Many of the basic rules for designing outdoor advertising and transit advertising are also relevant when you design vehicle graphics. The cardinal design rule is: Keep It Simple.
Customers understandably want to get their money’s worth. So they tend to want to cover every inch of the vehicle with numerous different advertising messages. The result is usually a cluttered and confusing mess.
Your job is to convince them that less is more. Limit the number of words to a maximum of six. Use a legible typeface, and incorporate bright or contrasting colors to attract attention.
“Too many words, too many colors and too many design elements can create visual clutter and detract from your primary message,” says New Jersey sign maker, Julian “Mr. J” Braet. “Good fleet graphics should communicate who you are, what you do and how your audience can get a hold of you.”
By keeping your designs simple, you will make applications easier and your graphics will have greater visual impact. Limiting your design to three or four primary elements is most effective. According to Mr. J, the most important elements in fleet graphics design include the company name and/or logo, the company slogan and a product picture that communicates what you do as a business. Trim and accent striping can help visually tie the design elements together. Of course, don’t forget the company phone number and website.
“Big, bold, uncluttered graphics are more readable,” says Mr. J. “This is especially important in designing vehicle graphics, because your message is not only viewed at a distance, but it’s usually moving too.”
When determining the location of copy on a vehicle, avoid such obstructions as door hinges, indentations, handles and compound curves, if possible. It’s best to locate text flat surfaces, such as the vehicle’s sides, hood and trunk. If you stretch the copy across a flaring, front-quarter panel or bumper, the lettering will likely become distorted, which hampers visibility.
In many cases, it’s easier to produce the background and the copy as separate design elements. That way you can apply the computer-cut copy as an overlay. This allows you to adjust the positioning of the lettering to avoid obstructions, such as mirrors, louvered vents and doors.
Vehicle templates can greatly aid the layout process. But they are no substitute for conducting an on-site survey. In conducting vehicle surveys pay careful attention to the condition of the paint job. Is the paint a factory finish or a repaint job? Is their damage to the vehicle, that requires repair?
When inspecting a fleet of vehicles, Chuck Bules, of Arlon, advises verifying all measurements and taking pictures of each side, from every angle. Measurements are critical because you need to know how much live area you have available for the graphics.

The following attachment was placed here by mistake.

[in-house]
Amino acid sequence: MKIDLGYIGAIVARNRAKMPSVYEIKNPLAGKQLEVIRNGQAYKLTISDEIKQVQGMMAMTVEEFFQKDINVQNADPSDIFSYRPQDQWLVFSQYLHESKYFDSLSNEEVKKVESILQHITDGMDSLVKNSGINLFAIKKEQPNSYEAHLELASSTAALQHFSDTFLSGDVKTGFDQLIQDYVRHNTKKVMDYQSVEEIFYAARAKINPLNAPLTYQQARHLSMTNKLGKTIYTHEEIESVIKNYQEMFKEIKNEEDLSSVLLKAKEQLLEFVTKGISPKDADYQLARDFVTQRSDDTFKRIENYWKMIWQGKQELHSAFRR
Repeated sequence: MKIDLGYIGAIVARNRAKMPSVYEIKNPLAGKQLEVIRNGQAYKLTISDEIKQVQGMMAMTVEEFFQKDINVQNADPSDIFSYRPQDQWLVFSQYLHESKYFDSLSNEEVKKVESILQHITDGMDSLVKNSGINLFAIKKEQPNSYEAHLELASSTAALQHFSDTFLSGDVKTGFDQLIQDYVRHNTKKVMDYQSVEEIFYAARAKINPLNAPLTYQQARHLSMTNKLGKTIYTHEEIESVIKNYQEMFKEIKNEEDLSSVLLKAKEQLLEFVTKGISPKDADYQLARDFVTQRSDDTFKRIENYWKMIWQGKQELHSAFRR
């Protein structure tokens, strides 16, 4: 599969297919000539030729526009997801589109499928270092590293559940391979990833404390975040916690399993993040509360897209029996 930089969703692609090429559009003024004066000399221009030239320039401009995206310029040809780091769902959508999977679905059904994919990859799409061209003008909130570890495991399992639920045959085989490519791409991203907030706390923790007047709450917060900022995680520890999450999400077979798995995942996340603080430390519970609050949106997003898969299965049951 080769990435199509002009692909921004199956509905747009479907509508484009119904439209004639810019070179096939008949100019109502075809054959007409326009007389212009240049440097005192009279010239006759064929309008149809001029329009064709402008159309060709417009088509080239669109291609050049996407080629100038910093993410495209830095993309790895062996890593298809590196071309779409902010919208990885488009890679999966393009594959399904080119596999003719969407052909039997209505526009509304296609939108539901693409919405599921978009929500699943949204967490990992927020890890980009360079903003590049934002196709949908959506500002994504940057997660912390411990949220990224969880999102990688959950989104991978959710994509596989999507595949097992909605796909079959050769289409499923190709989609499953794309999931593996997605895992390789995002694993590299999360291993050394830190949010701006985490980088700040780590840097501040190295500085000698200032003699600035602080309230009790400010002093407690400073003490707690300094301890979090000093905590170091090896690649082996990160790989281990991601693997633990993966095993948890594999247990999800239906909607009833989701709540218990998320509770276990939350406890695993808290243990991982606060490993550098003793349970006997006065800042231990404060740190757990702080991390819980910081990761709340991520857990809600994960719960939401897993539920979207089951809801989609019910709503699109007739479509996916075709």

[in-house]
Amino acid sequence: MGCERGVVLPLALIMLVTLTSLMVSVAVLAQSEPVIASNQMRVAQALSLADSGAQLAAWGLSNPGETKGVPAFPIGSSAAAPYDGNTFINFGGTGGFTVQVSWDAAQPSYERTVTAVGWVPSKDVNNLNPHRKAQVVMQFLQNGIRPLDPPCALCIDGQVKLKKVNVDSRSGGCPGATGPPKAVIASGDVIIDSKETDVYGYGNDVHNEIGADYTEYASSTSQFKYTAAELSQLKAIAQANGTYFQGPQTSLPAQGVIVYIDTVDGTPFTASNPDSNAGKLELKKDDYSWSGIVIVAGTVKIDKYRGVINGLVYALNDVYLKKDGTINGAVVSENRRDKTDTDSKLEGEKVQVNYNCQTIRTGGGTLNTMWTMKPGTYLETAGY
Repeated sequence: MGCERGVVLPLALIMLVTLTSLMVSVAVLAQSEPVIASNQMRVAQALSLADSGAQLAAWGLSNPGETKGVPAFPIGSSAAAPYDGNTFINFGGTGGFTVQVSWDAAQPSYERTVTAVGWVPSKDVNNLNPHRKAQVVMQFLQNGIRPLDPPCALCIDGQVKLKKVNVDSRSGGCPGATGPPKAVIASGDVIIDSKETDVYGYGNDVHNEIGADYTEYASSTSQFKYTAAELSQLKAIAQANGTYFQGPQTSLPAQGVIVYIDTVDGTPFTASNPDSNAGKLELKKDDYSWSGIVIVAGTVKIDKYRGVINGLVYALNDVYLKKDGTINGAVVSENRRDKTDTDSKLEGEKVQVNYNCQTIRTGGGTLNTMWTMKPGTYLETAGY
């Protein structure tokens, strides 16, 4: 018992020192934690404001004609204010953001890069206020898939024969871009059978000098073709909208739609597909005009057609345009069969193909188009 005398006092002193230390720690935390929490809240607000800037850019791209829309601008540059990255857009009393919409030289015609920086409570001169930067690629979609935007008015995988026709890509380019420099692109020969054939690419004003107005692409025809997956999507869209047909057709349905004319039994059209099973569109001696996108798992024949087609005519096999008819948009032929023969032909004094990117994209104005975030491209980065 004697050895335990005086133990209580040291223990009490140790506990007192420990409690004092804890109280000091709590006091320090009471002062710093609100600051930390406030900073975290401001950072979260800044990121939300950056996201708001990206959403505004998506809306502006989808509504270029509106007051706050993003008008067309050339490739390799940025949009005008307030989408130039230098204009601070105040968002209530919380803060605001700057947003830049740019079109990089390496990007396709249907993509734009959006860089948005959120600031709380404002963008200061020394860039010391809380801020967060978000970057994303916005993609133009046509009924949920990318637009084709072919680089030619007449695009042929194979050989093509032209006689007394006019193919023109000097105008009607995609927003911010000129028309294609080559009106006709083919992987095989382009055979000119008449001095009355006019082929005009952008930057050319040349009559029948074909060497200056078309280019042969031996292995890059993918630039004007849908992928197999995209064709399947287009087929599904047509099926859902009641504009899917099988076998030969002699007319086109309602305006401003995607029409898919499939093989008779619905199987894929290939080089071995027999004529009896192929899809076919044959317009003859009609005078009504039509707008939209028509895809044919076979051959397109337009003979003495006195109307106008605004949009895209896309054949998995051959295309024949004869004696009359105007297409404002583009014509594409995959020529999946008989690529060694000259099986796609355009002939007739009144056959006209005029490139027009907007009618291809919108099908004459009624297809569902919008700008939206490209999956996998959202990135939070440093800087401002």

Vehicle templates save a tremendous amount of time. But there can be discrepancies between what appears on a two-dimensional computer screen and the actual measurements on a three dimensional vehicle surface.
“Vehicle graphics is business of details,” says Bules. “There are so many variables in designing, manufacturing and installing that can make or break a program. When you miss one of these details, it can cost you money.”
In arranging the key elements of your design, first decide which is most important. Then determine where to position that primary element in the composition to give it the most prominence.
One way to attract attention to you focal point it to place that item slightly off center. Another technique is to make the most important element of the design bigger than all of the other elements. This helps set the primary element of the design apart from the other elements and attracts attention to it. As the Japanese say, “the nail that sticks out, gets hammered.”
All of the other elements in the design should complement the focal point. Make sure that the other elements don’t compete with or steal the attention from what should be the center of attention.
Many popular textures are available in software packages for use as backgrounds. Avoid the temptation to throw in everything along with the kitchen sink into your design. Busy backgrounds often distract from the primary message and design elements.
“It’s much better to select lighter colors for backgrounds, such as a picture of clouds, sandy beaches or ocean water,” says Arlon’s Bules. “Fuzzy backgrounds, with fewer defined points of alignment, are much easier to match, when joining one graphic panel with another. You have much less room for error when you join panels with deep colors and highly defined images with multiple points of alignment.”
About the author . . .
Jim Hingst, is a recognized authority in the field of vinyl graphics application. In Vinyl Sign Techniques, Hingst provides a comprehensive guide to the vinyl graphics business. Built around his firsthand experiences working for major fleet graphics screen printers and pressure sensitive manufacturers, Hingst offers a perspective on the vinyl business that thoroughly covers sales and marketing, materials, fabrication, and installation and removal of vinyl products of all kinds. Vinyl Sign Techniques has something for everybody in the vinyl graphics business. Hingst’s book, provides ideas and techniques for graphics fabricators and installers along with advice for executives and salespeople that will result in higher sales and profits.
As seen on hingstssignpost.blogspot.com.